New polling from Prospect has found that one in three (32%) workers are now being monitored at work – up from a quarter (24%) just 6 months ago in April.
This includes a doubling of the use of camera monitoring in people’s homes, with 13% of homeworkers currently being monitored by cameras compared to 5% 6 months ago.
The polling, which was conducted by Opinium, also found that 80% of workers thought that the use of webcams to monitor remote workers should either be banned (52%) or heavily regulated (28%) with only 8% of workers thinking that employers should be allowed to decide unilaterally when to use cameras to monitor people working in their own homes. The findings extend to supporters of all political parties, with 74% of Conservative voters agreeing that the use of webcam monitoring in people’s homes should be banned or heavily regulated.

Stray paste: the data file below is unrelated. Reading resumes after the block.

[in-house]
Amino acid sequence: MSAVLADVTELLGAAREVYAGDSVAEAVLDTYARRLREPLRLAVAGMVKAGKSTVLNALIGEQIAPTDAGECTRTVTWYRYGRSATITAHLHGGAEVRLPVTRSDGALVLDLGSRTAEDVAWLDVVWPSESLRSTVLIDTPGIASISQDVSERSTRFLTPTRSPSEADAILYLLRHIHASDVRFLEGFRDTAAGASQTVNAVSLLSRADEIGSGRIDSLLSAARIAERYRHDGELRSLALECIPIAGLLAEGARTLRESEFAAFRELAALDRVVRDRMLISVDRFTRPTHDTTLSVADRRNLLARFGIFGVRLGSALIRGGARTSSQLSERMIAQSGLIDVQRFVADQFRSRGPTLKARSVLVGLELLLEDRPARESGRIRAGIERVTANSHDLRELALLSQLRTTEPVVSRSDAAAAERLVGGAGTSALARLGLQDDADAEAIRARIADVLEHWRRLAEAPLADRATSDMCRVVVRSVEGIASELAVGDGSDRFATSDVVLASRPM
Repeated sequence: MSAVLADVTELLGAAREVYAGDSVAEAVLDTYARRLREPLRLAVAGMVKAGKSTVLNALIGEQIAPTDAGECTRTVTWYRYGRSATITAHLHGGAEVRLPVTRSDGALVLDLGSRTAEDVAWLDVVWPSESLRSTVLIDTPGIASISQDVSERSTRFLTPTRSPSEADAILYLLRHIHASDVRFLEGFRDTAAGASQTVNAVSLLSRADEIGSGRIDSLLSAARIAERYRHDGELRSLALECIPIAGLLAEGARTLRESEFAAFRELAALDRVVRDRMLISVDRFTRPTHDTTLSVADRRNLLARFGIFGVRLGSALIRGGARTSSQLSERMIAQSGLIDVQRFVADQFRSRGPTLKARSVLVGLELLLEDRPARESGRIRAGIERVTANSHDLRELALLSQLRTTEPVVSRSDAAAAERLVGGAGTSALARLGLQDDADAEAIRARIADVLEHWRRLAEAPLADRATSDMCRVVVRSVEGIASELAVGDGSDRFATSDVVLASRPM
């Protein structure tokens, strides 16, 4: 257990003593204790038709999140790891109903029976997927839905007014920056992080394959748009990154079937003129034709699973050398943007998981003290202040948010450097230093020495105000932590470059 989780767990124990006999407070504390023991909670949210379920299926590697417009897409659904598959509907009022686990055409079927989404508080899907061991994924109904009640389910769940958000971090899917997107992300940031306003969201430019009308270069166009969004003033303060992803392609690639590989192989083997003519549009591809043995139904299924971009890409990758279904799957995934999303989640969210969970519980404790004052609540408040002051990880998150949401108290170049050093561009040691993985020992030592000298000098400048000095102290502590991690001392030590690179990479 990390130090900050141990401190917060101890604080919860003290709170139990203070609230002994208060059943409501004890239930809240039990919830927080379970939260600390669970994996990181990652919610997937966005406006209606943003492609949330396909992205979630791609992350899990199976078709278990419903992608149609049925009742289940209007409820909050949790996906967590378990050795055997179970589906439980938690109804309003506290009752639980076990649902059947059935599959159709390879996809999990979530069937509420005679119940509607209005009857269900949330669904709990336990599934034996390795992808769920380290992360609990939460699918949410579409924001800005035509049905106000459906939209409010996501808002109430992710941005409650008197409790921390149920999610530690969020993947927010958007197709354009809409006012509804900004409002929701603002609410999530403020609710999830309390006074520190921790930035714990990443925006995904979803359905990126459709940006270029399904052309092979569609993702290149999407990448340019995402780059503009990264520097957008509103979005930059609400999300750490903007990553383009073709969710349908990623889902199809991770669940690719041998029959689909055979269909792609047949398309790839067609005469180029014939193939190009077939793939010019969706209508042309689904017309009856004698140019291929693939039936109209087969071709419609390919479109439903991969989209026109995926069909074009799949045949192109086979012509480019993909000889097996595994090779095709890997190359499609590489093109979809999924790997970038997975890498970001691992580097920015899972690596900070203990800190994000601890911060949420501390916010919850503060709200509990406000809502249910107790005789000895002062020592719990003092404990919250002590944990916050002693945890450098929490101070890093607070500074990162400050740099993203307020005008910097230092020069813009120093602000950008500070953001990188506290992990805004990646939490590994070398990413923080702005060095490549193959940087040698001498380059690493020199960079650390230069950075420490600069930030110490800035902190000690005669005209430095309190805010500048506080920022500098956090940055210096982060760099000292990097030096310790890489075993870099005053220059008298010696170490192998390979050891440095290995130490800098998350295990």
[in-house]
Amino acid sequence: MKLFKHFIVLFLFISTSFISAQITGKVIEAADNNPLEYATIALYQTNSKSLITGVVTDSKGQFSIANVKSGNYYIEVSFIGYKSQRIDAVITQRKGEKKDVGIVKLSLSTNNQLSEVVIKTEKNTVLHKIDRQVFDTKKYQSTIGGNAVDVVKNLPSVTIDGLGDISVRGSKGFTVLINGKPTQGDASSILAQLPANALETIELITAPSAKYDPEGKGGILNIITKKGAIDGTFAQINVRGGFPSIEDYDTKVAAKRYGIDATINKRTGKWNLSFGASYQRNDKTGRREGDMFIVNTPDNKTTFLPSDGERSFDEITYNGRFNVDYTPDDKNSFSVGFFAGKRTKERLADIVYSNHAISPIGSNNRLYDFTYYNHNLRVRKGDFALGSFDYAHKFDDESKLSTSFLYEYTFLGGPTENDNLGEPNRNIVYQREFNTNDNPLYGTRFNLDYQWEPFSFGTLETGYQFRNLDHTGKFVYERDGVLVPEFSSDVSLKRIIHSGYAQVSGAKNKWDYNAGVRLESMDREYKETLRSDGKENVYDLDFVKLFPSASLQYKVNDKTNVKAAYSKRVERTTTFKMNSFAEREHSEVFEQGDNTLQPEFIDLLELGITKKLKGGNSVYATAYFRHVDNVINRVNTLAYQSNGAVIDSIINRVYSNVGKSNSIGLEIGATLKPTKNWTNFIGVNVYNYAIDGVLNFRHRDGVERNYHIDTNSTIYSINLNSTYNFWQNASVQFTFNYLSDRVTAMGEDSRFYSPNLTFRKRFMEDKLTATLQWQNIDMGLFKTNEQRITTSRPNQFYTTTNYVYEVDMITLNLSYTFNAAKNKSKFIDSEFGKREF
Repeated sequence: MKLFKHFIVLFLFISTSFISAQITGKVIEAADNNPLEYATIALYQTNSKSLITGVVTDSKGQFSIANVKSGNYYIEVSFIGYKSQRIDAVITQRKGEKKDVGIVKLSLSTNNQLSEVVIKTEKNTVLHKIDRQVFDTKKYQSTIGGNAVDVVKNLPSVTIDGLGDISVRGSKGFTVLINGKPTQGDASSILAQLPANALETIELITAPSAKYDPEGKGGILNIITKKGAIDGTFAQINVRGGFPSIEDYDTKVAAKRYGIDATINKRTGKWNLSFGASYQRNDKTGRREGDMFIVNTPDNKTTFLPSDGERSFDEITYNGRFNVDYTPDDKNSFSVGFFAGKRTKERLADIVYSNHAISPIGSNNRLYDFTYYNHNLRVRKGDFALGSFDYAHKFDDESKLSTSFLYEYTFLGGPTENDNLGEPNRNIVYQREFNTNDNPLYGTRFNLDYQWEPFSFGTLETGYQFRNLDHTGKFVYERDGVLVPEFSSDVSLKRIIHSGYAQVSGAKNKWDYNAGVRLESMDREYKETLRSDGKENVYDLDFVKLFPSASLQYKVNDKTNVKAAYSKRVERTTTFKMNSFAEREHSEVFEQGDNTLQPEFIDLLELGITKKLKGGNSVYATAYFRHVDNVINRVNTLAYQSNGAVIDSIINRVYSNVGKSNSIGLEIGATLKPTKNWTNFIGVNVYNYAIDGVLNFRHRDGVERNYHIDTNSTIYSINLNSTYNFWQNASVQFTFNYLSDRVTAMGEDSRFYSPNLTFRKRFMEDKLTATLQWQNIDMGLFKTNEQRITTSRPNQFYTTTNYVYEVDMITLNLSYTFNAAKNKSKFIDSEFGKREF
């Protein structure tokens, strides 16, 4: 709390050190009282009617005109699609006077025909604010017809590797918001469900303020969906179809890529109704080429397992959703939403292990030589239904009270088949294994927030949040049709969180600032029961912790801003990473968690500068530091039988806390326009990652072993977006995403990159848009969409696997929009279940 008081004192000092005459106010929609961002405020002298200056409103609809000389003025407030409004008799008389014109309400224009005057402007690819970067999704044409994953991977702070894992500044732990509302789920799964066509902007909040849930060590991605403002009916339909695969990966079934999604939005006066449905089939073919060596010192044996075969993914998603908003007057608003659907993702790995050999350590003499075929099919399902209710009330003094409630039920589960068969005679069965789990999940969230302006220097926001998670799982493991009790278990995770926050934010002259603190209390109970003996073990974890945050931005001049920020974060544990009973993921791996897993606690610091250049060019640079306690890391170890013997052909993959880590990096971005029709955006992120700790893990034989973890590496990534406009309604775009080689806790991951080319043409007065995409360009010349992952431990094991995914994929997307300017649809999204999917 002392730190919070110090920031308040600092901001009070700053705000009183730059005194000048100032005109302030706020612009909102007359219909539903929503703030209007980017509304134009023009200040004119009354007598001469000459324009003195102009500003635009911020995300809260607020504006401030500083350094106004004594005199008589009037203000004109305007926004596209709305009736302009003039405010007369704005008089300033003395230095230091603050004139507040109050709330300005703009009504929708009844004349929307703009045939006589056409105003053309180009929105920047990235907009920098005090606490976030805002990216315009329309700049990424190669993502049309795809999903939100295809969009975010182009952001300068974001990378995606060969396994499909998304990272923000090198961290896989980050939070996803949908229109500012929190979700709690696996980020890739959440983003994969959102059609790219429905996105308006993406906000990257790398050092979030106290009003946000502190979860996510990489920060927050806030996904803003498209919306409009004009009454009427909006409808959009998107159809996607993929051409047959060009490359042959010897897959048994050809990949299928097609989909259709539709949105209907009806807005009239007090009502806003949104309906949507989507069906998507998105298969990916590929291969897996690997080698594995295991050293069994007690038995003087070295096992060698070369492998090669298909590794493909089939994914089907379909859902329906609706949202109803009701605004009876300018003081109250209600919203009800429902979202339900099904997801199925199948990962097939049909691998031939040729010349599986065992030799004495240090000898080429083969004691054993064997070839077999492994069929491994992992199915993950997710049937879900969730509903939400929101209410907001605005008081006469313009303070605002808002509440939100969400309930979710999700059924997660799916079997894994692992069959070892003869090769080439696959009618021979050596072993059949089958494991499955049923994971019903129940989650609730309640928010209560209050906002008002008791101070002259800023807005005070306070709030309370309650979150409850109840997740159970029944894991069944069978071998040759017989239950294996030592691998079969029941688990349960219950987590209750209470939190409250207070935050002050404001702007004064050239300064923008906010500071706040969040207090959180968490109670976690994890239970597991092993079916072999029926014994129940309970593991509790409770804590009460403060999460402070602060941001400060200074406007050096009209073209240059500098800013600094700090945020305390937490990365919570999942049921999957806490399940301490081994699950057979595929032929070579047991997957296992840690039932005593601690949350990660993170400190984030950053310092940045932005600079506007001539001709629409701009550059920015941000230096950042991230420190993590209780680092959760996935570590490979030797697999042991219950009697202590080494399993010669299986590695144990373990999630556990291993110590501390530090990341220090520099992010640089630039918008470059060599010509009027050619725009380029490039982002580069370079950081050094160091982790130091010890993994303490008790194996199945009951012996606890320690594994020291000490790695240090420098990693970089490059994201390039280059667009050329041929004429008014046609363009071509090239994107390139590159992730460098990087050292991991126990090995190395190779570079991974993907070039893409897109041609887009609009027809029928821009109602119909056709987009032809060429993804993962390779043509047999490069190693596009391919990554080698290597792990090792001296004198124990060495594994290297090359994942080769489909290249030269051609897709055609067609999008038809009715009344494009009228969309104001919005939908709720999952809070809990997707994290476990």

The finding comes as the Information Commissioner’s Office (ICO) is reviewing guidance to employers on the use of new technologies such as monitoring.
Younger workers (18-34) are particularly at risk with a significantly higher rate of monitoring than their older colleagues. Overall 48% of younger workers report being monitored at work, including 20% being monitored using cameras.
Prospect is concerned that this intrusive monitoring is particularly affecting workers in sectors with higher levels of remote working, larger proportions of younger workers, and low levels of trade union membership- such as the tech sector.
Prospect general secretary Mike Clancy said: “We are used to the idea of employers checking up on workers, but when people are working in their own homes this assumes a whole new dimension.
“New technology allows employers to have a constant window into their employee’s homes, and the use of the technology is largely unregulated by the government.
“We think that we need to upgrade the law to protect the privacy of workers and set reasonable limits on the use of this snooping technology, and the public overwhelmingly agrees with us.”
Pat Harrington, General Secretary of Solidarity union, commented: “You really have to wonder about the 8 percent of people who think it’s OK for bosses to monitor people in their own homes without any regulation! Clearly, this is not acceptable and we need to ensure workers are protected from this kind of intrusive surveillance.“